Will a polaris music prize win and juno nominations help the francophone band break through in english Canada?
Karkwa are a veteran rock band in Quebec, but in Toronto they’re still playing the role of up-and-comers.
Since winning the 2010 Polaris Music Prize for Les Chemins De Verre (Audiogram), the Montreal indie rockers have enjoyed such a wave of exposure that it’s easy to forget they’ve been at it for 13 years. Hitting the road with Plants & Animals for their first proper tour of Ontario, they’re striking while the iron’s hot...
[ by Richard Trapunski Now Magazine, March 3-10, 2011]
“It’s exciting but also kind of funny,” says lead singer Louis-Jean Cormier over the phone from Montreal. “On this tour we’re opening for Plants & Animals, but in Quebec they usually open for us.”
That’s generally how the last six months have gone for Karkwa. With many English-speaking music fans just now discovering them, the band can’t rest on their laurels. In the next month alone they’ll play high-profile showcases at CMW, South By Southwest and the Genie Awards, where they’ll team up with the Royal Winnipeg Ballet in a tribute to Barney’s Version. They’re also nominated for a pair of Junos, including one for alternative album of the year.
“We’ve had a lot more calls from English newspapers, magazines and radio, and to be honest it hasn’t been very easy,” confides Cormier. “When we came in [to Toronto] for the Polaris gala, many people told us, ‘Sorry I’m so bad in French.’ Now we are living the opposite. But we’re working hard to get better [at English].”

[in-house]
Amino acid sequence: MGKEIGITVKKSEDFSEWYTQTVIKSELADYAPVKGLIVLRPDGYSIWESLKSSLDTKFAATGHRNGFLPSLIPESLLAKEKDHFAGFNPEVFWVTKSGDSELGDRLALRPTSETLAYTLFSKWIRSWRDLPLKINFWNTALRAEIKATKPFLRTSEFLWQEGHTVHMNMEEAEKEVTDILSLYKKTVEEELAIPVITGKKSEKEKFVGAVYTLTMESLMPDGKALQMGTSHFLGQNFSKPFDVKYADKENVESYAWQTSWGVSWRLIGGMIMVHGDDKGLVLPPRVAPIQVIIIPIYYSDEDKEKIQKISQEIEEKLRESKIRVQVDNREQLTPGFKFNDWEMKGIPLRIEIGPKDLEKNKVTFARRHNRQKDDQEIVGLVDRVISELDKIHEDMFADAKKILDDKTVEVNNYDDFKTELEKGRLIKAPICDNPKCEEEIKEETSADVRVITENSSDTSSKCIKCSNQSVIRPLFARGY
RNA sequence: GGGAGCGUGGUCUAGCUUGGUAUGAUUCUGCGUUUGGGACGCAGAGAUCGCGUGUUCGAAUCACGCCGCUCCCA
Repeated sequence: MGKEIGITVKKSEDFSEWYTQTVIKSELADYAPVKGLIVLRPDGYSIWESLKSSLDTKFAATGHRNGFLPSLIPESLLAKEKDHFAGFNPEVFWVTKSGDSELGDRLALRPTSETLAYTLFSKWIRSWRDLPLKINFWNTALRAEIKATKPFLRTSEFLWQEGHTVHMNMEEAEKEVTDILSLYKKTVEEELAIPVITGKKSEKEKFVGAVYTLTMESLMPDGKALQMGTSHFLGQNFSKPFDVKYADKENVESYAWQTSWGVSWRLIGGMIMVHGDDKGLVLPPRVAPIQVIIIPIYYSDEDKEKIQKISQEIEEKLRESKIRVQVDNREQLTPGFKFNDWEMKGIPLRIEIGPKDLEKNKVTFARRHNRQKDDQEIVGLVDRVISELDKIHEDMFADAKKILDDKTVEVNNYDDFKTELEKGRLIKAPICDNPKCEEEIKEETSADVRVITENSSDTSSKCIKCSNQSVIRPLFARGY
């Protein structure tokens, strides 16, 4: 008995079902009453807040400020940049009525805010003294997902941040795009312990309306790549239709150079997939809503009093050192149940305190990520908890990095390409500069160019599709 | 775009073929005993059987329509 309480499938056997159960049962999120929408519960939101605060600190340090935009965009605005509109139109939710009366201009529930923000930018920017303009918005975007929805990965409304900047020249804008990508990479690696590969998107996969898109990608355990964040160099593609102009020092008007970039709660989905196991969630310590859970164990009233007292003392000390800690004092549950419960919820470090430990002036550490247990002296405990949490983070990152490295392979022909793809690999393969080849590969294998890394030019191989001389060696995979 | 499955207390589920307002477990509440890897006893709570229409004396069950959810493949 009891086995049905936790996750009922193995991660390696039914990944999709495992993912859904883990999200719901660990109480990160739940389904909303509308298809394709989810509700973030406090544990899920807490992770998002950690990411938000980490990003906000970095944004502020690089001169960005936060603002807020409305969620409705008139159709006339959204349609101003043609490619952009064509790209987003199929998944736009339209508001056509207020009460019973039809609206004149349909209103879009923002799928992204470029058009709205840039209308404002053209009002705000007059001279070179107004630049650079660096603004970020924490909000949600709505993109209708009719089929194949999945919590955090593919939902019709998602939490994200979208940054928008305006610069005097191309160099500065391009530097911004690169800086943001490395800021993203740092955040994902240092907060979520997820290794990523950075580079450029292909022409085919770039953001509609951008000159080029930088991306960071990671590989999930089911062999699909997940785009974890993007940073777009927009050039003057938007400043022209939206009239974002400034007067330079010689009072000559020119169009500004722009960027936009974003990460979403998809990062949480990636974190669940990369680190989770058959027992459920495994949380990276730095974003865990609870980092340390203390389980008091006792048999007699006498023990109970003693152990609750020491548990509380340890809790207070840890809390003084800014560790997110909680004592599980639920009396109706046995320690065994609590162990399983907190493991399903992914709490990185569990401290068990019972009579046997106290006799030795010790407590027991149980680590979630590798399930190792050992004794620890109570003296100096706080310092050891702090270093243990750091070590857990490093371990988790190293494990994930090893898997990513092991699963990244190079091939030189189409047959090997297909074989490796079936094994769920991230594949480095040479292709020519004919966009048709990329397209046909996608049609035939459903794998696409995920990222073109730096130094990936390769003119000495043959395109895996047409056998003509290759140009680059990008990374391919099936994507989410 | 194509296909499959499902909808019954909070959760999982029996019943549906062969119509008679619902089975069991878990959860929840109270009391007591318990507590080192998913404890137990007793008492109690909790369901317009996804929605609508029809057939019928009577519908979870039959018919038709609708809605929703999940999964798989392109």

If nothing else, Karkwa’s late-career push will test how willing English Canada is to embrace a French band. While acts like Malajube and Coeur de Pirate have had modest crossover success, others like Fred Fortin are idolized in Quebec but virtually ignored in the rest of Canada.
The language barrier is an undeniable obstacle, but, as Karkwa have stressed since the Polaris, the language of music is universal.
“The lyrics are as important to us as the music,” Cormier says. “But when people are dancing and humming along, they don’t worry as much about understanding the words.”
This echoes Polaris’s mandate, which aims to strip away all outside influences to pick a winning album based “solely on artistic merit.” An exercise in decontextualization, the prize resembls the shuffle function of iTunes, which places all songs on an equal footing regardless of label, background and, yes, language.
Of course that hasn’t stopped many pundits from seeing Karkwa’s Polaris victory as a calculated political move, but the band prefers to view it as a victory for their music alone.
“I know that for many people we are now representing the francophone community of Montreal,” admits Cormier. “There are a lot of great artists singing in French here, and it’s good to make the rest of Canada a little curious about them.
“Maybe we’re opening some doors or breaking frontiers, but that’s not our first goal. We just want to play our music like we’ve done for the last 13 years, and that’s what we’re going to keep doing.”